How Striving for Perfect Can Kill Your Career

Pursuing perfection might seem like a good strategy for thriving in your career, but it can actually have the opposite effect.

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Are you a perfectionist? If so, you’re probably limiting your career’s potential. Pursuing perfection in all you do might seem like a good strategy for growing and thriving in your career, but except in rare circumstances (brain surgery, anyone?) it can actually have the opposite effect.

Here are five ways perfectionism can kill your career.

Perfectionism limits opportunities

The more important perfection is to you, the less comfortable you are with imperfection. The resulting feeling can range from minor irritation to downright pain. As humans, we’re wired to avoid pain.

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Combine that with the fact that attempting anything new is almost guaranteed to be bumpy at first, and you have a recipe for avoiding the kind of possibility—expanding steps that are necessary for your career to stay fresh, vibrant and alive.

Let’s say you have 10 opportunities available to do something new in your career. Of those, let’s say seven of them feel too far out of your perfection-based comfort zone. It’s a good bet that if you pursue them you’re going to feel the discomfort of imperfection, so you opt not to. That leaves you with three opportunities you feel comfortable enough pursuing because the likelihood of a satisfactory (to you) performance is high.

I made those numbers up for illustration, but whatever it looks like for you, the basic concept is the same. Limiting the number of doors you are willing to walk through limits your potential.

Perfectionism stunts growth

Not only does the reluctance to jump into the new, uncertain, and probably imperfect limit your opportunities, it also stunts your growth in your career. Growth doesn’t come when you are safely in your comfort zone. It comes when you are out there beyond the boundaries, exploring, stretching, even flailing.

Ironically, the more you are willing to venture into those uncertain stretch-zones, the better equipped you will be to perform at a higher level in the future. The more you attempt, the more you learn, even when the immediate results are less-than-preferable. And the more you learn, the more you can apply that learning to future efforts.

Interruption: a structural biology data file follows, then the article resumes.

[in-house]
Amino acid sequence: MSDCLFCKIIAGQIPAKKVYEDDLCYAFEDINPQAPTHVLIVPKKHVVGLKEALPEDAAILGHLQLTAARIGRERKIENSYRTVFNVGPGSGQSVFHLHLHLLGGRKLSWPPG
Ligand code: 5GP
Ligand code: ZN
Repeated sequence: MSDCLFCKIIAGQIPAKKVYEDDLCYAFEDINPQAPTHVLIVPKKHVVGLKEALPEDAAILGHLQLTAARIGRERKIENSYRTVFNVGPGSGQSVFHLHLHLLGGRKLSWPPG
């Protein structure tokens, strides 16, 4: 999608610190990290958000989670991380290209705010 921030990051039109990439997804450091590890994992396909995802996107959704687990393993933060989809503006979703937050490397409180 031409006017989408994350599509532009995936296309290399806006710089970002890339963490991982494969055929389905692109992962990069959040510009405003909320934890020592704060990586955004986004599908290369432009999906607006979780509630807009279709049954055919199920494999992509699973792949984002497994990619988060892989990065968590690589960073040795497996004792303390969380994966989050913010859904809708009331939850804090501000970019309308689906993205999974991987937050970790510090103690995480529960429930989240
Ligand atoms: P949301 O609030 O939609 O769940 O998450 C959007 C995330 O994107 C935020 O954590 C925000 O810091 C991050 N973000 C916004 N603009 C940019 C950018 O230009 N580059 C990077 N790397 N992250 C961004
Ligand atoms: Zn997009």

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Perfectionism sabotages self-belief

When you measure performance and success against an ideal of perfection, you almost always fail to measure up. There is always some way you could have done better. There is always some way what you did wasn’t good enough. When you get that message over and over, the cumulative impact can be devastating. The message you constantly reinforce is, “I’m not good enough. I can’t do it right.”

Confidence in your own ability to perform is vital if you want to push beyond your comfortable boundaries into a career that lets you thrive, achieve, and grow. And by measuring your performance against an unrealistic ideal, you set yourself up to reinforce exactly the wrong message.

Perfectionism limits the potential for positive reinforcement

At the same time as it sabotages self-belief by focusing on the gap between actual outcome and perfection, perfectionism also cheats you of opportunities for positive reinforcement. For example, instead of focusing on the fact that you did a 95 percent great job, you focus on the 5 percent where it was a little rough around the edges.

Again, it’s a question of what message you’re reinforcing. If you focus on the 95 percent, the message that gets sent is, “Sure, there is room for growth, but I do have what it takes.” If you focus on the 5 percent, you’re back to sabotaging your self-belief.

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Perfectionism expands your failure zone

Finally, perfectionism expands your failure zone. If perfection is your measure for performance, anything else becomes a form of failure. Imagine a line representing a continuum from utter failure (0 percent) to complete perfection (100 percent). Realistically, depending on the endeavor, your success zone might be anything on that continuum from 80 percent on. You can feel good about it, which in turn gives you an opportunity for positive reinforcement.

If perfection is your target, on the other hand, everything else falls short. You can get it 99 percent right, but that 1 percent will expand in your mind to unreasonable proportions, effectively expanding your failure zone to include almost all the possible outcomes.

To sum it up, holding on to perfectionism limits your potential and creates stress, frustration, and fear. Letting go of it makes your personal experience lighter and more enjoyable and expands your career’s potential.

Which would you prefer?

After years as a professional malcontent, Curt Rosengren discovered the power of passion. As speaker, author, and coach, Rosengren helps people create careers that energize and inspire them. His book, 101 Ways to Get Wild About Work, and his E-book, The Occupational Adventure Guide, offer people tools for turning dreams into reality. Rosengren's blog, The M.A.P. Maker, explores how to craft a life of meaning, abundance, and passion.

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